See Part I of our recap from Bridge the Gap 2020 here.
Our very own Will Marshall took the stage at Bridge for the first time breaking down the last eight months at 108 Performance. With the shutdown in March, we were forced to close the doors at our Tustin shop and had to migrate towards an online training model. Will’s presentation dove into exactly how we were able to create the best possible experience for our athletes despite being unable to train in person.
To approach it the same way we would in the shop, Will kept five things in mind:
Create a shared understanding between the coach and player
Promote creativity and collaboration
Teach athletes how to problem solve and think for themselves
Empower our players to take ownership of their careers
Get real on field results
When breaking down film, Will broke down all of the things they looked at into three big buckets.
Is the player able to move sideways?
The forward move in hitting or pitching is where we tend to see a lot of energy leaks take root. A lot of these leaks get cleaned up when kids learn how to hinge, stay centered, and gain ground keeping their pelvis closed. Success in baseball comes down to how well we move a weight through space. Getting into positions of leverage at foot strike is a great place to start.
Can the player stop?
Baseball is a rotational sport. In order to rotate well, players must be able to stop their forward momentum and create a stable platform for the pelvis. Stability down low gives us the ability to rotate well up top. Guys who can’t stop well when their front foot comes back down to earth have a tough time producing force in small windows.
Does the player rotate well?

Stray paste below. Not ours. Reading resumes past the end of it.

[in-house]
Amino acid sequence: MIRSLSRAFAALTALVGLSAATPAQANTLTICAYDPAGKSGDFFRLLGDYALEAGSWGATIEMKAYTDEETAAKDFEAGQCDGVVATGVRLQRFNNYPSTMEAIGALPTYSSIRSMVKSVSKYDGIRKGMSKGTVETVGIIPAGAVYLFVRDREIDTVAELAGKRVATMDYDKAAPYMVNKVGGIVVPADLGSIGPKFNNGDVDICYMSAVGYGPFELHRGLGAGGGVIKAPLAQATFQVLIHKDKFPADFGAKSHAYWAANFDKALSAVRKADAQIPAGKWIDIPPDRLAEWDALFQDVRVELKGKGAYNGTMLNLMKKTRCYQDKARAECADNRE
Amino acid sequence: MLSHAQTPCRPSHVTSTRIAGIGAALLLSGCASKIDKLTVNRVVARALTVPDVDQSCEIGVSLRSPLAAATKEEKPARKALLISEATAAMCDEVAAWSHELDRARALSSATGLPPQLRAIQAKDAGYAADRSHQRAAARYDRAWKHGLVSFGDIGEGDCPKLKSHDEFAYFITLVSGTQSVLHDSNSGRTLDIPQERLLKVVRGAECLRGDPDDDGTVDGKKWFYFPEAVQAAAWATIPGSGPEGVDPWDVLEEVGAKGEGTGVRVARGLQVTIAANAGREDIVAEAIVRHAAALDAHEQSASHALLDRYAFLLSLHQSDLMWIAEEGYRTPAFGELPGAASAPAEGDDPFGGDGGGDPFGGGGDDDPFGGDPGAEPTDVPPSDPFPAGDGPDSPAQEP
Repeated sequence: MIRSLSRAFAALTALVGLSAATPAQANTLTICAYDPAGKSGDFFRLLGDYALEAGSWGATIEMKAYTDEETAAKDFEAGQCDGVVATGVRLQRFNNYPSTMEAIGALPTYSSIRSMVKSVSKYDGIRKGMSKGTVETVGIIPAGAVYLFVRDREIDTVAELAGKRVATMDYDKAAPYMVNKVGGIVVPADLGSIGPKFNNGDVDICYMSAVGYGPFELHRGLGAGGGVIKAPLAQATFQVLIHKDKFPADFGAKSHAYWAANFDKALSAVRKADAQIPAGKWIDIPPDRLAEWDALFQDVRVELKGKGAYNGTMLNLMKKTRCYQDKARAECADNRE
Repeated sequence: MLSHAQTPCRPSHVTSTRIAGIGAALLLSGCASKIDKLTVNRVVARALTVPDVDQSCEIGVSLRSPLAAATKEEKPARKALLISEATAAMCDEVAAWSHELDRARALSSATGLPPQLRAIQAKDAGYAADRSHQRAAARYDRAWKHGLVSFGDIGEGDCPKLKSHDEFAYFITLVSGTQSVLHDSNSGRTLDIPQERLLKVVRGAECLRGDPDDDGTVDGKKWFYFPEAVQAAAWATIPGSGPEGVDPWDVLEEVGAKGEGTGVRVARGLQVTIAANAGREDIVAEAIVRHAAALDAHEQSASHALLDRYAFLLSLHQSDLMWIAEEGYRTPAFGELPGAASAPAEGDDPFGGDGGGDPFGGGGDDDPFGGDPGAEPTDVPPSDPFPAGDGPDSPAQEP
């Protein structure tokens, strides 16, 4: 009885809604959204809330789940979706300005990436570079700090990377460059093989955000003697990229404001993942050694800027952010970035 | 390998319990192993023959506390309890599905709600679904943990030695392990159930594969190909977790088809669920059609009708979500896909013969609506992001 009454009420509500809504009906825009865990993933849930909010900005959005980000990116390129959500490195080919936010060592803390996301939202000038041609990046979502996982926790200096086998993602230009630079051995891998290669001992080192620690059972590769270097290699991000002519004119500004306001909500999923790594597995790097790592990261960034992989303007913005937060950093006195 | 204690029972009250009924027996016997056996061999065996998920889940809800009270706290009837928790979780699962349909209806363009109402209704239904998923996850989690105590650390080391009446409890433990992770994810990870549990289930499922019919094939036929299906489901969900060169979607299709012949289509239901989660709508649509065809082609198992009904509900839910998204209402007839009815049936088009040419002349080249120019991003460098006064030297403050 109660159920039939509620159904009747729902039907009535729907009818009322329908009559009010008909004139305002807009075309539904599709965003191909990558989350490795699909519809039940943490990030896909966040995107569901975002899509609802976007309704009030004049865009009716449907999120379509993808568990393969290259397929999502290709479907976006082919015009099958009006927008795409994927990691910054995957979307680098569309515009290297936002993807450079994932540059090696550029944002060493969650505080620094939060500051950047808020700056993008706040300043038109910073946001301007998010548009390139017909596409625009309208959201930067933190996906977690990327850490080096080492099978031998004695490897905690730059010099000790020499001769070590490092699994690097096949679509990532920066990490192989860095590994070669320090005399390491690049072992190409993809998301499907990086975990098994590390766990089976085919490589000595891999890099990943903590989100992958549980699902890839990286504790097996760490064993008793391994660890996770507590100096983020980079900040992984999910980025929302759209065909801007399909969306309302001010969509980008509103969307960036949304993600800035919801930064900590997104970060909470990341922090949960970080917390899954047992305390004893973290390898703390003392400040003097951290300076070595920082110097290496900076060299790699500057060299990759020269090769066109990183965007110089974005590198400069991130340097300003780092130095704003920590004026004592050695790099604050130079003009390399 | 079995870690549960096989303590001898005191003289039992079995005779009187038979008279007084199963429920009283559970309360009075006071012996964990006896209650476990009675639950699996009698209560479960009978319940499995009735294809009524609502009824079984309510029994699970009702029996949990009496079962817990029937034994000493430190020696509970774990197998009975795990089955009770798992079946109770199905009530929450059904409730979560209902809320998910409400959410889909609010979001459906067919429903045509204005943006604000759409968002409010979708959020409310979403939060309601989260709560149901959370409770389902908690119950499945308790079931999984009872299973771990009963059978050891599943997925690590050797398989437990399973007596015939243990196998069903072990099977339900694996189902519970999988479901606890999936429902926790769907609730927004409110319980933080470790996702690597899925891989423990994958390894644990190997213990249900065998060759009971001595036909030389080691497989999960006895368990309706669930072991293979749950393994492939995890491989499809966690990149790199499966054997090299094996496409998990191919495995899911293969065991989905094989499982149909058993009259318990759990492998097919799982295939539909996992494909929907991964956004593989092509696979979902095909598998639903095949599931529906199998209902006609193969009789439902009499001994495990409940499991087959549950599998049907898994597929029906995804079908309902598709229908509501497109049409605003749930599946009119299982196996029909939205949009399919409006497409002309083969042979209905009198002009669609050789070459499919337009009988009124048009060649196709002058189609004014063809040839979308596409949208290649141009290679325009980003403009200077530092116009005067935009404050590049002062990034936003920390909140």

As mentioned above, baseball is a rotational sport. Really good players rotate really well. Teaching guys how to get their pelvis, trunk, and arm all rotating in unison around their center of axis is a pre-requisite for performing at a high level. Guys who can’t don’t typically perform very well.
Interested in hearing more from Will’s presentation? You can get free access to it here.
Our MLB Executives and Coaches Panel was a big hit from the weekend and featured Bobby Basham – Director of Player Development Chicago Cubs, Josh Boyd – Assistant General Manager Texas Rangers, Donnie Ecker – MLB Hitting Coach San Francisco Giants, Brian DeLunas – previous Bullpen Coach Seattle Mariners, and Don Wakamatsu – Bench Coach Texas Rangers.
During the conversation, something talked about was the integration of scouting and player development within Major League organizations. Basham made a really good point about this by referencing a statement from Erik Spoelstra – head coach of the Miami Heat. Spoelstra credited a lot of the team’s success this year to the fact that their organization is aligned really well top to bottom. This is where Basham believes baseball organizations can create a competitive advantage going forward. Drafting won’t be about just picking the best players. It will come down to finding the right players that you know your coaches will be able to get the most out of with their current skill set.
“Gaining trust isn’t about knowing what their grandmother’s first name is. It’s about showing that player you can help them get better.” – Donnie Ecker, MLB Hitting Coach San Francisco Giants